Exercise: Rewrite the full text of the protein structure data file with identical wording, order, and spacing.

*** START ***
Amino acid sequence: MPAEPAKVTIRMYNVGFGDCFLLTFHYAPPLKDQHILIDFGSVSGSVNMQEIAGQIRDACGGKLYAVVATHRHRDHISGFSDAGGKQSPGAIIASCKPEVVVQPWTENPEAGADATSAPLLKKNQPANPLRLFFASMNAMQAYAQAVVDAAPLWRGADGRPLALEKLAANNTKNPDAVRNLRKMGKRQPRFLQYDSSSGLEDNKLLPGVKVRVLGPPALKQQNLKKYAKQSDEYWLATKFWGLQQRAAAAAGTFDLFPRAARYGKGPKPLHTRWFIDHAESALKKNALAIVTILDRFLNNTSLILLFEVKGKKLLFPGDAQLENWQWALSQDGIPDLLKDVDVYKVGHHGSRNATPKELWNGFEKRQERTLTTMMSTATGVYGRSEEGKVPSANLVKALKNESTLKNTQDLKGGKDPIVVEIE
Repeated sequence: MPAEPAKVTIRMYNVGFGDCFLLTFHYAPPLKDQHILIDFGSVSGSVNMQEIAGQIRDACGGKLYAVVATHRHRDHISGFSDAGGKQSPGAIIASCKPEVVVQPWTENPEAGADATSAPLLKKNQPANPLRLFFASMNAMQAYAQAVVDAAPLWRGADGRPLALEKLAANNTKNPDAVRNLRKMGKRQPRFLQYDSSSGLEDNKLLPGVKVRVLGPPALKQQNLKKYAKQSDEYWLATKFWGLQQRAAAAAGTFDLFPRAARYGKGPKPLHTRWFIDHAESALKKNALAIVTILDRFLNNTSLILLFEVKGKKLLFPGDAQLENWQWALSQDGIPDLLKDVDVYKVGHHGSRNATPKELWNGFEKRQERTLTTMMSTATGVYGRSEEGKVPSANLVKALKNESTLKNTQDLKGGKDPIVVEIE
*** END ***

Amino acid sequence: MPAEPAKVTIRMYNVGFGDCFLLTFHYAPPLKDQHILIDFGSVSGSVNMQEIAGQIRDACGGKLYAVVATHRHRDHISGFSDAGGKQSPGAIIASCKPEVVVQPWTENPEAGADATSAPLLKKNQPANPLRLFFASMNAMQAYAQAVVDAAPLWRGADGRPLALEKLAANNTKNPDAVRNLRKMGKRQPRFLQYDSSSGLEDNKLLPGVKVRVLGPPALKQQNLKKYAKQSDEYWLATKFWGLQQRAAAAAGTFDLFPRAARYGKGPKPLHTRWFIDHAESALKKNALAIVTILDRFLNNTSLILLFEVKGKKLLFPGDAQLENWQWALSQDGIPDLLKDVDVYKVGHHGSRNATPKELWNGFEKRQERTLTTMMSTATGVYGRSEEGKVPSANLVKALKNESTLKNTQDLKGGKDPIVVEIE
Repeated sequence: MPAEPAKVTIRMYNVGFGDCFLLTFHYAPPLKDQHILIDFGSVSGSVNMQEIAGQIRDACGGKLYAVVATHRHRDHISGFSDAGGKQSPGAIIASCKPEVVVQPWTENPEAGADATSAPLLKKNQPANPLRLFFASMNAMQAYAQAVVDAAPLWRGADGRPLALEKLAANNTKNPDAVRNLRKMGKRQPRFLQYDSSSGLEDNKLLPGVKVRVLGPPALKQQNLKKYAKQSDEYWLATKFWGLQQRAAAAAGTFDLFPRAARYGKGPKPLHTRWFIDHAESALKKNALAIVTILDRFLNNTSLILLFEVKGKKLLFPGDAQLENWQWALSQDGIPDLLKDVDVYKVGHHGSRNATPKELWNGFEKRQERTLTTMMSTATGVYGRSEEGKVPSANLVKALKNESTLKNTQDLKGGKDPIVVEIE